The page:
Epitomising Andal, the Vyjayantimala way

The 90-year-old Bharatanatyam exponent showed how emotions and lyrics are central to her art

January 23, 2024 05:33 pm | Updated 05:33 pm IST

Veteran Bharatanatyam dancer Vyjayantimala Bali performs ‘Sri Andal’s Sanga Tamizh Malai’ at Natyadarshan on December 17, 2023.

Veteran Bharatanatyam dancer Vyjayantimala Bali performs ‘Sri Andal’s Sanga Tamizh Malai’ at Natyadarshan on December 17, 2023. | Photo Credit: Akhila Easwaran

Martha Graham, who introduced emotions in dance in the West, famously said in her memoir Blood Memory: “People have asked me why I chose to be a dancer. I did not choose. I was chosen to be a dancer, and with that, you live all your life.”

Watching Vyjayanthimala Bali at 90, dressed in her ‘Andal’ costume, one felt there must have been a similar calling in her case.

This is a lifetime devoted to dance, particularly to Andal. Reviving ‘Sri Andal’s Sanga Tamizh Malai’ of 30 Andal pasurams first presented in the 1950s, Vyjayanthimala and a few young dancers presented pasurams at Natya Darshan, 2023.

Once she adjusted to the blinding arc lights, nothing could stand between Vyjayanthimala and her art. She is a fitting example of a dancer with a straight back and an imposing presence. Having soaked in the Tiruppavai for decades, Vyjayanthimala’s manner was relaxed; the fast-changing gestures and expressions flowed easily with the lyrics. The only missing piece was the painstakingly-executed perfect nritta segments she would break into every now and then.

For Vyjayantimala portraying Andal is a spiritual experience

For Vyjayantimala portraying Andal is a spiritual experience | Photo Credit: Akhila Easwaran

Following the introductory thaniyan, ‘Soodik koduththa sudarkkodiye’, Vyjayanthimala entered from behind a screen (thirai) to a string of sollus in Nattai. The thirai was removed to reveal a vision in green and red with the distinctive Andal kondai. She presented ‘Margazhi thingal’ through detailed abhinaya, as a young girl happy to start her vrata (fast) on a good day and urging her like-minded friends to join her, to bathe in the river and worship Nandagopan’s son.

Vyjayantimala in the familiar Andal costume.

Vyjayantimala in the familiar Andal costume. | Photo Credit: Akhila Easwaran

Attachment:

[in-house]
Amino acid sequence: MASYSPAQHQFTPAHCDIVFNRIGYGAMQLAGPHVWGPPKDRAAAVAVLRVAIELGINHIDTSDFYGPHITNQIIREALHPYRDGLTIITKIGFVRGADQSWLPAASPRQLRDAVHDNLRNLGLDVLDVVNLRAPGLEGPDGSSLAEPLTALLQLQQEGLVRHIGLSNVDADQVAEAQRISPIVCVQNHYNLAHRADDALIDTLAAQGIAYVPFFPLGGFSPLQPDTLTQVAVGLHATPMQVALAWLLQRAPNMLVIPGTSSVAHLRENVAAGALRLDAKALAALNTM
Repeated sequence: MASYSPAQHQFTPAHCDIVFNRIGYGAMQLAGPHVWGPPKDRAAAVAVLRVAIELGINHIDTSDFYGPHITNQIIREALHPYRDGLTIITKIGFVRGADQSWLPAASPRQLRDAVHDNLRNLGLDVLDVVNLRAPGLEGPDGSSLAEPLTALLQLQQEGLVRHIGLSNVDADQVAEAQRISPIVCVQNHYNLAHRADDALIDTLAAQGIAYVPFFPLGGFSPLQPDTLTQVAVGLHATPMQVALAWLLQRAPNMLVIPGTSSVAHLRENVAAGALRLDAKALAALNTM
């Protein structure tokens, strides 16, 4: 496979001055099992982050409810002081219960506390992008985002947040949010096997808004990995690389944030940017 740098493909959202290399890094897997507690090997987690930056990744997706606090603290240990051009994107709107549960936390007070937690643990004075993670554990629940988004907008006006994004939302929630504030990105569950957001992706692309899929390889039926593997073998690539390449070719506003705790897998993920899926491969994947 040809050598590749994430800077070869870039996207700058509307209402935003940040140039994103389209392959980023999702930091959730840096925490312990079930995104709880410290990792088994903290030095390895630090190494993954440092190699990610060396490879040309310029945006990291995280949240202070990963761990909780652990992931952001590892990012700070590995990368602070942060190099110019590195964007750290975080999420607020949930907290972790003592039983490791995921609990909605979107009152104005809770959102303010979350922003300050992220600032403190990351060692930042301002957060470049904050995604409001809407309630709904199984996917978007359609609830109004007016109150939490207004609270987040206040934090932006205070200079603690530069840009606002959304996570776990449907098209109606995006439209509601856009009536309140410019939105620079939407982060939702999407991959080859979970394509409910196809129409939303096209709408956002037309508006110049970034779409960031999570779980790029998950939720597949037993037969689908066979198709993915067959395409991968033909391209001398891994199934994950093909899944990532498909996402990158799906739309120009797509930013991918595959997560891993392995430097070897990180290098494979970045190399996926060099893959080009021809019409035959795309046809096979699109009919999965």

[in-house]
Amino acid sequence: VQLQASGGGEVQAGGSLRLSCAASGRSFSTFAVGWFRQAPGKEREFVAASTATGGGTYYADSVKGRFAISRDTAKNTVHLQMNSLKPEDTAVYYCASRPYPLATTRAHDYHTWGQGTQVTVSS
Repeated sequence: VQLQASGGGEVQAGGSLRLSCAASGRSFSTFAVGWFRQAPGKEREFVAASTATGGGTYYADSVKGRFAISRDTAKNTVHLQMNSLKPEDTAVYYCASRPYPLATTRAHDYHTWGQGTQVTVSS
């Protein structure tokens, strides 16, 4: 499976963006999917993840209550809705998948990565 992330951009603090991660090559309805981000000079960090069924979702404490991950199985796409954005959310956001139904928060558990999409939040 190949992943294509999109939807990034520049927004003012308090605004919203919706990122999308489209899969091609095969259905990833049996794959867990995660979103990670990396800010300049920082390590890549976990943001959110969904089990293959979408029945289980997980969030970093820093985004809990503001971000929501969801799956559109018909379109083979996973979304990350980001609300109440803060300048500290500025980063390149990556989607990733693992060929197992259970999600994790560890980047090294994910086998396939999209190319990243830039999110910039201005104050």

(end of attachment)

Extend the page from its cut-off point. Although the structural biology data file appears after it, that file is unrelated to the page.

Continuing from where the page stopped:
The group of dancers presented short pieces, retold concisely. Andal describes the black birds chirping early in the morning and the churning of curds in ‘Keechu keechu’ in Sindhubharavi, Adi, and urges the girls to sing and get gifts in ‘Keezhvanam’ in Suddha Saveri, Adi, as the calves and buffaloes roam free. Little swara segments added life to the literal translations.

Andal goes from house to house waking up her friends in ‘Kanaithilam’ in Abhogi, Adi and ‘Elle ilam kiliye’, Kanada, Rupakam.

Andal finally wakes up Nappinai and her consort in ‘Kuthuvilakkeriya’, Hamsadhvani, Adi; ‘Muppathu moovar’, Jonpuri, Adi; and ‘Etrakalangal’ Nattaikurinji, Misra chapu, before concluding with his worship in ‘Oruthi maganai’, Neelambari, Adi.

Vyjayanthimala returned to perform the concluding ‘Vangakkadal kadainthu’ pasuram, a phala shruti set in Suruti. Andal says that just reciting the verses, without performing the vrata, is enough to attain god. The dancer stood under the prop of an ornate temple-like doorway, with a long garland, embodying divinity.

The melodies were composed by vidwan Madurai N. Krishnan and sung by Samanvitha G. Sasidaran along with expert musicians J.B. Sruthi Sagar on the flute and G.V. Guru Bharadwaaj on the mridangam. Gayathri Sasidaran conducted the programme smoothly.

The team presented 16 pasurams in about 60 minutes. The visualisation by Vyjayanthimala with the guidance of scholar M.A. Venkatesan was understandably brief. Neither the music or the dance had room for elaboration due to time constraint.

The lyrics took centre stage throughout, proof of Vyjayanthimala’s reverence for Andal.

And, the packed auditorium proved that her fame has not diminished, and that traditional Bharatanatyam remains a crowd-puller.

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